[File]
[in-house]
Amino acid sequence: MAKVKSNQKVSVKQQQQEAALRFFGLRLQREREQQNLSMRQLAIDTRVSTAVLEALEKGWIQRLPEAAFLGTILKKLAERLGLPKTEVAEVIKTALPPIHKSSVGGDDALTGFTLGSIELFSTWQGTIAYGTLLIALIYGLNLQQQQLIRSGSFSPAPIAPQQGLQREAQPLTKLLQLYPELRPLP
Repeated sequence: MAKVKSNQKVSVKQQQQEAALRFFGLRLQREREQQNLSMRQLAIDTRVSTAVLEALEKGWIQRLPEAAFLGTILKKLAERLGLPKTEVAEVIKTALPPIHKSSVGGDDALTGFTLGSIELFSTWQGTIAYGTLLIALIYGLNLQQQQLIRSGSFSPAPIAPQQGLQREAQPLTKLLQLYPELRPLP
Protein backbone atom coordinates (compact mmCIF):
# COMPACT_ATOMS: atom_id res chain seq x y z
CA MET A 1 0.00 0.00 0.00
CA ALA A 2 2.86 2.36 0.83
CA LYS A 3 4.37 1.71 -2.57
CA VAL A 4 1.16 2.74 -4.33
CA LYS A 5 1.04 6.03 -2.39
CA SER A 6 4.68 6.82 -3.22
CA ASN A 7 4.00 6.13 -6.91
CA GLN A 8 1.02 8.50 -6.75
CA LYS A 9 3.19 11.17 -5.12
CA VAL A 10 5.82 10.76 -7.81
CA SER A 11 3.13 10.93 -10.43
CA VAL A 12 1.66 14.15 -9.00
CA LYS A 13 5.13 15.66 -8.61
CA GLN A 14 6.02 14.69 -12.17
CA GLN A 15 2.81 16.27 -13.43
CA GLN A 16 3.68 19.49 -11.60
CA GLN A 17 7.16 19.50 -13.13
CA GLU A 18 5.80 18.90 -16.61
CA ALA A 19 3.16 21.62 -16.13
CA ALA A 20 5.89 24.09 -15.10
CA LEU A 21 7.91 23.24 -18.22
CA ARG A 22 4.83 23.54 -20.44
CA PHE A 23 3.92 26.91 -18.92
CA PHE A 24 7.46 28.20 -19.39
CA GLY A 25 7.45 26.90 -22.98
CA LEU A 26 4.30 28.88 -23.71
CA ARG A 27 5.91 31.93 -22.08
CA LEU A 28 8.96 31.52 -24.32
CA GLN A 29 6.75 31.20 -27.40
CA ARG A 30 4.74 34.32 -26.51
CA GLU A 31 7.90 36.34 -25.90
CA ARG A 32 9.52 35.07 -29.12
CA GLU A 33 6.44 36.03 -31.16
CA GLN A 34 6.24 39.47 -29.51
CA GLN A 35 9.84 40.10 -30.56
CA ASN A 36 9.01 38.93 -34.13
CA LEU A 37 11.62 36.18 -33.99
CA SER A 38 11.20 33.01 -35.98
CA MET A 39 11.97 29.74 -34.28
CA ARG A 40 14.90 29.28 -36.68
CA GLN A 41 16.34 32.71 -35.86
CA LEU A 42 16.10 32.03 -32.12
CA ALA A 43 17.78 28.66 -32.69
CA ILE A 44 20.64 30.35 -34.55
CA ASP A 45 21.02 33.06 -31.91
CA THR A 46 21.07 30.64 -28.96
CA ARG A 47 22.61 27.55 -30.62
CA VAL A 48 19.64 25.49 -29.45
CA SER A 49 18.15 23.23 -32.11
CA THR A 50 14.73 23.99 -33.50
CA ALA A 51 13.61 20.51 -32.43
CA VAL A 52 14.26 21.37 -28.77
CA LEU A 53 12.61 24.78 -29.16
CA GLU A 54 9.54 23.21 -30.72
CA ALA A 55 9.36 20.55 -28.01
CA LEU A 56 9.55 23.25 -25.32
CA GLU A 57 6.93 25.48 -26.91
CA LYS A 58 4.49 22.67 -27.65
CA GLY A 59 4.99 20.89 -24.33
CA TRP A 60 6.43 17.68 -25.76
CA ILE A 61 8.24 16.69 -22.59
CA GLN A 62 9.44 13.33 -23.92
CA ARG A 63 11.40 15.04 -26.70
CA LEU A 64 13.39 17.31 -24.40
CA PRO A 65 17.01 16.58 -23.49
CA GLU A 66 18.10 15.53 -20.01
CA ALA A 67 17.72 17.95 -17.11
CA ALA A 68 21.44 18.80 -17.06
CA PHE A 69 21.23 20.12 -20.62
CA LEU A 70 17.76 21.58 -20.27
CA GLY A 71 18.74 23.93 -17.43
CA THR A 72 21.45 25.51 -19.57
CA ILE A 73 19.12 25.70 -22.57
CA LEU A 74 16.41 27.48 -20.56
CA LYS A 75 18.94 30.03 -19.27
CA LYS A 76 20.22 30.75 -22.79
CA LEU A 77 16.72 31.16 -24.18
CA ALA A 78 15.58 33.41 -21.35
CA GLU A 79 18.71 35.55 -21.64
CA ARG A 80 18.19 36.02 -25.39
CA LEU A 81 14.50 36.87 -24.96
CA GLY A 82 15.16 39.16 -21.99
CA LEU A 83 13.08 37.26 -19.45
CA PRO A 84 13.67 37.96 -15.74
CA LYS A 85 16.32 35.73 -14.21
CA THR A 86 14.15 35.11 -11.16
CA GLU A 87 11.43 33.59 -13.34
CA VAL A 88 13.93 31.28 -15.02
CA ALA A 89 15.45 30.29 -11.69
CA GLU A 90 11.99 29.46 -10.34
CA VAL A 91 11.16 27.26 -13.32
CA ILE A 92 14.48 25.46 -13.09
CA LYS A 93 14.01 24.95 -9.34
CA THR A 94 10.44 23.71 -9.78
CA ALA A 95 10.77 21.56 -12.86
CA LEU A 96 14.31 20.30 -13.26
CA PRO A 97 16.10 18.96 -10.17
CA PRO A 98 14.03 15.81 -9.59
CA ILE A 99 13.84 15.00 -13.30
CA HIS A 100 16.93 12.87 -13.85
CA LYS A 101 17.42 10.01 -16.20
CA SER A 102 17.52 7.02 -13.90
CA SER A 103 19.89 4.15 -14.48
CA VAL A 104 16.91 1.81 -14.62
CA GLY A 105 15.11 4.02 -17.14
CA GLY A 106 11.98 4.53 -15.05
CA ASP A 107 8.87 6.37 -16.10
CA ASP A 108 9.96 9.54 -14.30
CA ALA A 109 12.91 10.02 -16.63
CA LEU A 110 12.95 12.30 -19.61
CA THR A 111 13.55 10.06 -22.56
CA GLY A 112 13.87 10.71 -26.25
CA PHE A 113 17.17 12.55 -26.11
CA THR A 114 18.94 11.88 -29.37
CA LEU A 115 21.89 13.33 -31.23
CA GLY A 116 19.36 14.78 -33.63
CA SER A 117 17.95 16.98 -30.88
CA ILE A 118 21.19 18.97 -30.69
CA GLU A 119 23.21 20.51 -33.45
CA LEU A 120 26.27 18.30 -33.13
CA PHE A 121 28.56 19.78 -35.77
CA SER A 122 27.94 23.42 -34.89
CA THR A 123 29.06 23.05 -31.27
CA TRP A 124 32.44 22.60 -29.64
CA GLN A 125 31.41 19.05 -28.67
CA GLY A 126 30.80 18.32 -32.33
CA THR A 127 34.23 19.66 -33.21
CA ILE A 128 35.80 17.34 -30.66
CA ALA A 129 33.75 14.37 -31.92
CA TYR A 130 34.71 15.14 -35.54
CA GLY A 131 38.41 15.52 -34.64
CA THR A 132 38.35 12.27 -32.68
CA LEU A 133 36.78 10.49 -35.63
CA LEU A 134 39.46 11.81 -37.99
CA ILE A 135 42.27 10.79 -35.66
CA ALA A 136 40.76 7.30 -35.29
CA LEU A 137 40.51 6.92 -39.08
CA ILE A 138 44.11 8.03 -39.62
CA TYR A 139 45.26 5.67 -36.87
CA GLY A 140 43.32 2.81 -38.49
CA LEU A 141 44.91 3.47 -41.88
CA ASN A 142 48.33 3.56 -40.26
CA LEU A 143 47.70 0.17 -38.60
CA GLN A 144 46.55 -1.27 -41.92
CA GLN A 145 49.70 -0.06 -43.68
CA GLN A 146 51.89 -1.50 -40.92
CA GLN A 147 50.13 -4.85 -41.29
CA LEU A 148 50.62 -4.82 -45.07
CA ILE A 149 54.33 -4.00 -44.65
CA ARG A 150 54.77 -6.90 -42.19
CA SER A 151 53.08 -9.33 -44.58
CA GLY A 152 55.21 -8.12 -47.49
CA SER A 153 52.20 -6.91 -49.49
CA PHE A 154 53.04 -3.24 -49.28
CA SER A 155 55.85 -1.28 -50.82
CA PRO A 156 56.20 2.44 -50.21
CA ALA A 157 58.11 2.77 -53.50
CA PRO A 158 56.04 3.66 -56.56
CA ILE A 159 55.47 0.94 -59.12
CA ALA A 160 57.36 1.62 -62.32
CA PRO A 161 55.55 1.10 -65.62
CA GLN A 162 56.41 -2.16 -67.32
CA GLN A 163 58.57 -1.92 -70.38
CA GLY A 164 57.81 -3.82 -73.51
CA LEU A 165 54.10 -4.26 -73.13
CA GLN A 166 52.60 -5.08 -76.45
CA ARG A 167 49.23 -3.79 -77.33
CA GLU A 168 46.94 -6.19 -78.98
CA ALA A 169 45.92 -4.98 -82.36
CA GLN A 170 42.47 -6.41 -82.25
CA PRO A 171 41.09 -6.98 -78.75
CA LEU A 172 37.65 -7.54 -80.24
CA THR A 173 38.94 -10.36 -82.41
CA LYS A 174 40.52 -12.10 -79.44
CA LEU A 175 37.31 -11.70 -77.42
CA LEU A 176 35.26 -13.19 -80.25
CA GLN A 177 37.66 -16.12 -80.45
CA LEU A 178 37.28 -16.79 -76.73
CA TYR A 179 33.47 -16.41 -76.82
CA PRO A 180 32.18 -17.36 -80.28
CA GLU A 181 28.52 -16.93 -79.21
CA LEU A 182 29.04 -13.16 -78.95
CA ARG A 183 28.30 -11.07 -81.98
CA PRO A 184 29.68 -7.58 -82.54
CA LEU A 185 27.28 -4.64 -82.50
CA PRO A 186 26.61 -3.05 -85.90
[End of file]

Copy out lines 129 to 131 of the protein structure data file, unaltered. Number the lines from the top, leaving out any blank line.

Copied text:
CA TRP A 124 32.44 22.60 -29.64
CA GLN A 125 31.41 19.05 -28.67
CA GLY A 126 30.80 18.32 -32.33